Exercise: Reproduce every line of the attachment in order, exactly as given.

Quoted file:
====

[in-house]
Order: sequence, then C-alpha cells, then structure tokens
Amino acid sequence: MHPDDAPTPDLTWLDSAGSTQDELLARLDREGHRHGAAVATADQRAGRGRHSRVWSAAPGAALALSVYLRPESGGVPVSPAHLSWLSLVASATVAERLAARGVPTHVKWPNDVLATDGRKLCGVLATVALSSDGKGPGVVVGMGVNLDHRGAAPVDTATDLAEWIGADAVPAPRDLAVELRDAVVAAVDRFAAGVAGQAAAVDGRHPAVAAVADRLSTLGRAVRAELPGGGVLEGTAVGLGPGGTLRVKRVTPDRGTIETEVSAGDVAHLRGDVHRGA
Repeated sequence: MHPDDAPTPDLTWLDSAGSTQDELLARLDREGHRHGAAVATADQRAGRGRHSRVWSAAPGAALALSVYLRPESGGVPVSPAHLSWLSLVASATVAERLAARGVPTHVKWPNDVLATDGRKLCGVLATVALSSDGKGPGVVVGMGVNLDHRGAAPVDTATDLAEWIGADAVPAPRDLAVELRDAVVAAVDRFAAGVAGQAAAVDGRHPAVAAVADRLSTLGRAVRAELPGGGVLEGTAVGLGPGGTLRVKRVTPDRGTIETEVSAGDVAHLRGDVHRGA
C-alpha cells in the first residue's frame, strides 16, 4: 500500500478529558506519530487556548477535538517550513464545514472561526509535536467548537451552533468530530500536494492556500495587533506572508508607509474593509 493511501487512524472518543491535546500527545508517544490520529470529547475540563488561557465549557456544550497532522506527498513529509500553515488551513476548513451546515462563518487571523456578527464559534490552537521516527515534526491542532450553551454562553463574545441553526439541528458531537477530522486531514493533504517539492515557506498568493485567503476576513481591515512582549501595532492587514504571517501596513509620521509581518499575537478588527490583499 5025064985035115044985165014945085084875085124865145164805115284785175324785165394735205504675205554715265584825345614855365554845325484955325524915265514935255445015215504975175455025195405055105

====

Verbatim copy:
[in-house]
Order: sequence, then C-alpha cells, then structure tokens
Amino acid sequence: MHPDDAPTPDLTWLDSAGSTQDELLARLDREGHRHGAAVATADQRAGRGRHSRVWSAAPGAALALSVYLRPESGGVPVSPAHLSWLSLVASATVAERLAARGVPTHVKWPNDVLATDGRKLCGVLATVALSSDGKGPGVVVGMGVNLDHRGAAPVDTATDLAEWIGADAVPAPRDLAVELRDAVVAAVDRFAAGVAGQAAAVDGRHPAVAAVADRLSTLGRAVRAELPGGGVLEGTAVGLGPGGTLRVKRVTPDRGTIETEVSAGDVAHLRGDVHRGA
Repeated sequence: MHPDDAPTPDLTWLDSAGSTQDELLARLDREGHRHGAAVATADQRAGRGRHSRVWSAAPGAALALSVYLRPESGGVPVSPAHLSWLSLVASATVAERLAARGVPTHVKWPNDVLATDGRKLCGVLATVALSSDGKGPGVVVGMGVNLDHRGAAPVDTATDLAEWIGADAVPAPRDLAVELRDAVVAAVDRFAAGVAGQAAAVDGRHPAVAAVADRLSTLGRAVRAELPGGGVLEGTAVGLGPGGTLRVKRVTPDRGTIETEVSAGDVAHLRGDVHRGA
C-alpha cells in the first residue's frame, strides 16, 4: 500500500478529558506519530487556548477535538517550513464545514472561526509535536467548537451552533468530530500536494492556500495587533506572508508607509474593509 493511501487512524472518543491535546500527545508517544490520529470529547475540563488561557465549557456544550497532522506527498513529509500553515488551513476548513451546515462563518487571523456578527464559534490552537521516527515534526491542532450553551454562553463574545441553526439541528458531537477530522486531514493533504517539492515557506498568493485567503476576513481591515512582549501595532492587514504571517501596513509620521509581518499575537478588527490583499 5025064985035115044985165014945085084875085124865145164805115284785175324785165394735205504675205554715265584825345614855365554845325484955325524915265514935255445015215504975175455025195405055105